Exercise as a Fundamental Treatment

Joshua Costa, PT, DPT
Arthritis and Rheumatism Associates, P.C.
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According to the Arthritis Foundation, 46 million Americans (nearly 1 in 5 adults) are affected by arthritis. It is a disease that can affect many different parts of our bodies, resulting in significant functional limitations. Arthritis is the number one cause for disability in Americans over the age of 15. Increasingly, however, research findings are demonstrating the significant benefits of exercise and movement in combating this disease.

Gone are the days of uncertainty about the benefits of exercise.

We now know how important it is to stay active as we age. There is truth to the old adage “use it or lose it.” When we are sedentary for prolonged periods of time, our muscles can atrophy and become weak. It is very important to maintain an active lifestyle. This might seem like a catch-22 since exercising can cause pain. However, there are ways to minimize the negative side effects of exercise.

Physical therapy can be extremely beneficial in combating the effects of arthritis on our bodies and can help us be active with less pain. Physical therapists specialize in exercise and movement. Your physician might recommend you see a physical therapist to help


decrease your level of pain and increase your strength, range of motion and overall functional mobility. At ARTS our physical therapists perform a thorough evaluation and decide on an individualized plan of care for each patient. The therapist, in concert with the referring physician, determines the appropriate use of modalities, manual therapy and therapeutic exercises.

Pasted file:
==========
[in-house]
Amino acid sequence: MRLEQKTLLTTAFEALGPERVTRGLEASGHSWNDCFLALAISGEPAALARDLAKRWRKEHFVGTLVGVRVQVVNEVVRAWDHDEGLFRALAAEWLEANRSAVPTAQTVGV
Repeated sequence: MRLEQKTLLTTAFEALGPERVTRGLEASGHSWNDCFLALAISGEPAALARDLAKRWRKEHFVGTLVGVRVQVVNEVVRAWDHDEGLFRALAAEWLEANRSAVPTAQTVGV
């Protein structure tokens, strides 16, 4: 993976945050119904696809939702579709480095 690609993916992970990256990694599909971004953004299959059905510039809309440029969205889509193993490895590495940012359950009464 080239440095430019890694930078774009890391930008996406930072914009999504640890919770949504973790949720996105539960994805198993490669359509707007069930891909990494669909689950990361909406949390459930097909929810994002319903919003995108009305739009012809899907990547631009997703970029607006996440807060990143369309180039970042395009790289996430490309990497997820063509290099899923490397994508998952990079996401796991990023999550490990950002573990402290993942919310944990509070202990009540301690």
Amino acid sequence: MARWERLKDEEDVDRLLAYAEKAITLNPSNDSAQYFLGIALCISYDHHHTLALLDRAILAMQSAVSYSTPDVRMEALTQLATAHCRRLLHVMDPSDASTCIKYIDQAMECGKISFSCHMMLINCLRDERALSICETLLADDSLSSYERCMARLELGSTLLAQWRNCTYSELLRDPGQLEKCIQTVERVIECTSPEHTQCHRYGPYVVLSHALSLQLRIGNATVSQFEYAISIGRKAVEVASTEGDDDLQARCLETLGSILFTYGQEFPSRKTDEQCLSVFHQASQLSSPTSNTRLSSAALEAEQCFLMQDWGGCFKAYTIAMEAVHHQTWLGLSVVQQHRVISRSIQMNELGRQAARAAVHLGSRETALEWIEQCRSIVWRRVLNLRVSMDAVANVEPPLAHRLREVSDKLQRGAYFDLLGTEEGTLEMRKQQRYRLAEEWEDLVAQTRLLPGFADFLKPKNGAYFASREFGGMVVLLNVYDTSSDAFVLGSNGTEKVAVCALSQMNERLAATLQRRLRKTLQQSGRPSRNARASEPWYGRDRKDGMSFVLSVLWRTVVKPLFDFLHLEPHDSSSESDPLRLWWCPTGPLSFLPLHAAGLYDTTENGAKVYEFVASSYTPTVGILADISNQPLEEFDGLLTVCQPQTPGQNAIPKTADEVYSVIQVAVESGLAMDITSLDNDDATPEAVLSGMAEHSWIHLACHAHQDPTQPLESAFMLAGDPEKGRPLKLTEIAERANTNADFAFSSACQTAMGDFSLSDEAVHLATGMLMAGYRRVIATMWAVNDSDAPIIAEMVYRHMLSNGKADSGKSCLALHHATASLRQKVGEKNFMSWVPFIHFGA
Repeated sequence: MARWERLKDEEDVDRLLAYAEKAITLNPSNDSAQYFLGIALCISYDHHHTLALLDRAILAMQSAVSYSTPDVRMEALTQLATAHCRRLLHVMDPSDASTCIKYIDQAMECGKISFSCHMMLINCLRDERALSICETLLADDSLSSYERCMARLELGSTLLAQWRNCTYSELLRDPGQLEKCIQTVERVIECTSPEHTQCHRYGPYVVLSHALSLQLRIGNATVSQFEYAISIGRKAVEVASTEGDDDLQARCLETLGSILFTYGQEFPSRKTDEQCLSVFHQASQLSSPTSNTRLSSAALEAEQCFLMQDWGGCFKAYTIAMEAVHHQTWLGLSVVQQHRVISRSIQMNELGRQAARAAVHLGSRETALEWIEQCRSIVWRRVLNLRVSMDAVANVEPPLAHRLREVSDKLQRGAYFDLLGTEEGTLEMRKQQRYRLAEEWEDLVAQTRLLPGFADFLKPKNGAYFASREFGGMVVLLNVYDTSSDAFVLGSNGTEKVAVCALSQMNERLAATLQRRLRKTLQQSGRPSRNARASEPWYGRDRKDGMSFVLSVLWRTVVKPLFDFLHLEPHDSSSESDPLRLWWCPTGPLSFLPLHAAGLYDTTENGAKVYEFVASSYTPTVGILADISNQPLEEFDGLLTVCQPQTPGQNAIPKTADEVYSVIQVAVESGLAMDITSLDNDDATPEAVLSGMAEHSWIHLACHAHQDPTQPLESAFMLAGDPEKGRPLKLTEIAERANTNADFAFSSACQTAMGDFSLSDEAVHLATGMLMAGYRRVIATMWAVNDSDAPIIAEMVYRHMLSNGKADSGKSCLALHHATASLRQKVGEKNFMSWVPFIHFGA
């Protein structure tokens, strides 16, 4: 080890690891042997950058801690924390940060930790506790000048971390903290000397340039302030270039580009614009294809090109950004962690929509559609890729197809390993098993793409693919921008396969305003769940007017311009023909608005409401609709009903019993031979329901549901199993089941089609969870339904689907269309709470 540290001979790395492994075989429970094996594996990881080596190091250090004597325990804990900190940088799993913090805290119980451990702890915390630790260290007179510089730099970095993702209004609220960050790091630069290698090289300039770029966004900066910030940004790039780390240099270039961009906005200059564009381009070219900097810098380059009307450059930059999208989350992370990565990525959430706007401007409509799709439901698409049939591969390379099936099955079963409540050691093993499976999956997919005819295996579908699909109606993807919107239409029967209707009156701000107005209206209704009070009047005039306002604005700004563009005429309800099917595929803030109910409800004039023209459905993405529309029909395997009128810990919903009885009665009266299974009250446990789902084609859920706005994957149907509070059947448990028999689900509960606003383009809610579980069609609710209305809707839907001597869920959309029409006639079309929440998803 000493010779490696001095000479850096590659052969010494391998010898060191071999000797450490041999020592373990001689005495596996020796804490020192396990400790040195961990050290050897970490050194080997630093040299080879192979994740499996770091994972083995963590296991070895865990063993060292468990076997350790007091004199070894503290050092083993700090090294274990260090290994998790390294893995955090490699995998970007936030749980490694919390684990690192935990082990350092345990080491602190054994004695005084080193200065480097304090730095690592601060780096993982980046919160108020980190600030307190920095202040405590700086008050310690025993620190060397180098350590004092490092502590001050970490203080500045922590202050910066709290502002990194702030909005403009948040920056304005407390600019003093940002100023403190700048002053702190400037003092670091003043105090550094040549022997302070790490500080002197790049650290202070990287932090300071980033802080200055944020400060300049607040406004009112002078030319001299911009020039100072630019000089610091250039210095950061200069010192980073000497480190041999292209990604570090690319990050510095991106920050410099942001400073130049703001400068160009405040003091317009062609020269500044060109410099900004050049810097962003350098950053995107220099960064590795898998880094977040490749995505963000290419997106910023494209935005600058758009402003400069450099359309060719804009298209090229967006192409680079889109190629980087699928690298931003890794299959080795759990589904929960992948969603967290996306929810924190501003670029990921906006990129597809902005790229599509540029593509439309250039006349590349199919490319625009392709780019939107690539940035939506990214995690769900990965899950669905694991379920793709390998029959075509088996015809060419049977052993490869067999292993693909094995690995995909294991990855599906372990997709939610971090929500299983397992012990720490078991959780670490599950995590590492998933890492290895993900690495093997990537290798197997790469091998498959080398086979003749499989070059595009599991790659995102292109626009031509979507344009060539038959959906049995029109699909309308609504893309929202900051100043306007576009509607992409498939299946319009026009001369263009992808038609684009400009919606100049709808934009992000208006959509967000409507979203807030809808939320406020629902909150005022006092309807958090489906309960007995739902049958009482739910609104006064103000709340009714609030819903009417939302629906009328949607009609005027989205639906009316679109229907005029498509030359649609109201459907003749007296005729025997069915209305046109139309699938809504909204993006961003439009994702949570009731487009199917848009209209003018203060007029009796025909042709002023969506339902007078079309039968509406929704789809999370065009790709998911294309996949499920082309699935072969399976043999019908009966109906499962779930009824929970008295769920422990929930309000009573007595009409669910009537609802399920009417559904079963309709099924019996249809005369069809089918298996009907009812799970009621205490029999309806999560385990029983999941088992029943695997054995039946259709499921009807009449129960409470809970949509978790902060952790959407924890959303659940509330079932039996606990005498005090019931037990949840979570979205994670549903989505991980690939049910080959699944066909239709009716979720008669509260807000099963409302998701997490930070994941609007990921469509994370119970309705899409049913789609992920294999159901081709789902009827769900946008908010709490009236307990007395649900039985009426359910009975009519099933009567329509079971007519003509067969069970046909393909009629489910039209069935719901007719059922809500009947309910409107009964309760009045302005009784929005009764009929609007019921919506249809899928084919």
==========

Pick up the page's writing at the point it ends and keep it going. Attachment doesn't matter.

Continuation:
The therapist will also educate you on the importance of posture, joint protection and body mechanics, and give you an exercise program to perform at home. As your treatment progresses, the therapist will continue to concentrate on decreasing your symptoms. You should begin to notice an increase in your level of energy and strength and a decrease in your level of fatigue and pain. The key to having success in therapy is having a well-balanced program that emphasizes pain relief, improved function, a home exercise program and patient education. Often, continuing with a wellness program after completion of therapy can be beneficial and should be discussed with your therapist.

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